Life

The New Wave of Anti-Trans Legislation Sure Looks a Lot Like Eugenics

State-level bills around women’s sports and adolescent medical care would seem to share a common goal.

A high school track with lanes painted light blue, pink, and white, the colors of the transgender flag, and starting blocks in each lane
Photo illustration by Slate. Photo by Getty Images Plus.

This post is part of Outward, Slate’s home for coverage of LGBTQ life, thought, and culture. Read more here.

A huge wave of anti-transgender legislation is coursing through statehouses in the early months of 2021. Bills that have been introduced (often with the same or similar language across states) follow one of two models: Some prohibit trans youth from participating in female-designated sports programs, while others seek to criminalize the provision of age-appropriate, trans-affirming medical care to minors. If you’re wondering why legislators (and the advocacy groups that feed them policy ideas) are focused on these particular issues, it may be useful to consider the concept of eugenics. Yes, it’s a heavy word, evoking some of the more horrific historical misuses of “science,” but think about it: These are bills aimed at cleansing society of the “wrong” sort of people as soon as their difference makes itself visible, and promoting the right sort in their place.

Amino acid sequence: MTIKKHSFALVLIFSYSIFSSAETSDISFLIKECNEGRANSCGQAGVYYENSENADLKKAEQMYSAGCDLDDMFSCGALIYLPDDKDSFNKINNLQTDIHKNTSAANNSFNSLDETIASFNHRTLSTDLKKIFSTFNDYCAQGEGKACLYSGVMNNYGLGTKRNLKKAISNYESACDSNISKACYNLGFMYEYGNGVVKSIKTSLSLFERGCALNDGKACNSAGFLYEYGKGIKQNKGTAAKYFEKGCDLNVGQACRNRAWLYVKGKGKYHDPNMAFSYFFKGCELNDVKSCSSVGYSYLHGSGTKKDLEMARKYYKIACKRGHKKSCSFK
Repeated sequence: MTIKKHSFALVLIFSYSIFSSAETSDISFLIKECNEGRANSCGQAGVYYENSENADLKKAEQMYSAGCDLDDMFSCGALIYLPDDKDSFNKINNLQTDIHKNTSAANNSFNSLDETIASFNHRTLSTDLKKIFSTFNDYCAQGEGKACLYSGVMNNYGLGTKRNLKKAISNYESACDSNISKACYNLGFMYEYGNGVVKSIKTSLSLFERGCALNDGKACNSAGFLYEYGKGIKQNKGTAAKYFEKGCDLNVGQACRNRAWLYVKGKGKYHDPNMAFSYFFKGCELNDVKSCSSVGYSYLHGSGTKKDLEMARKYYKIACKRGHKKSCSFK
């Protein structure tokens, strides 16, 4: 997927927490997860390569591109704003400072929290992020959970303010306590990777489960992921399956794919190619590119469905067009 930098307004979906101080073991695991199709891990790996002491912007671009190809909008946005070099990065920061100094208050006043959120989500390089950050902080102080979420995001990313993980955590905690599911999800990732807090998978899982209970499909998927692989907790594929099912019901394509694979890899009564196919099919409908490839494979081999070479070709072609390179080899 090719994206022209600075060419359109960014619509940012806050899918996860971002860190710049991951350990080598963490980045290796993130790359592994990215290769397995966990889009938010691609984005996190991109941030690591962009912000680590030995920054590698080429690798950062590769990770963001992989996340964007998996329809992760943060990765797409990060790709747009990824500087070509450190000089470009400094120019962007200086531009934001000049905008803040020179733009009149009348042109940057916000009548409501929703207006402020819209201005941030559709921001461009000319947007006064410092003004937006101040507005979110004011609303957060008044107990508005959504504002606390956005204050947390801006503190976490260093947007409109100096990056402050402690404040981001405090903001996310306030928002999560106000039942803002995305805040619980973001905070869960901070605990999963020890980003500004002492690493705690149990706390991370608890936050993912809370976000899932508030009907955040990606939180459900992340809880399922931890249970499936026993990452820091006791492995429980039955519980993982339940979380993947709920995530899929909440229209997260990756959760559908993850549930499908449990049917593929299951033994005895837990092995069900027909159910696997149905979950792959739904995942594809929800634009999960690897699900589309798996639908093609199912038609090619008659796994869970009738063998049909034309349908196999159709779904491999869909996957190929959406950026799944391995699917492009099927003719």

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Trans people have been talking about anti-trans measures in the context of eugenics for a while, but the most prominent voice linking the current GOP-led efforts with eugenics is ACLU lawyer (and sometime Slate contributor) Chase Strangio, who recently described them as an attempt to “stop people from being trans.”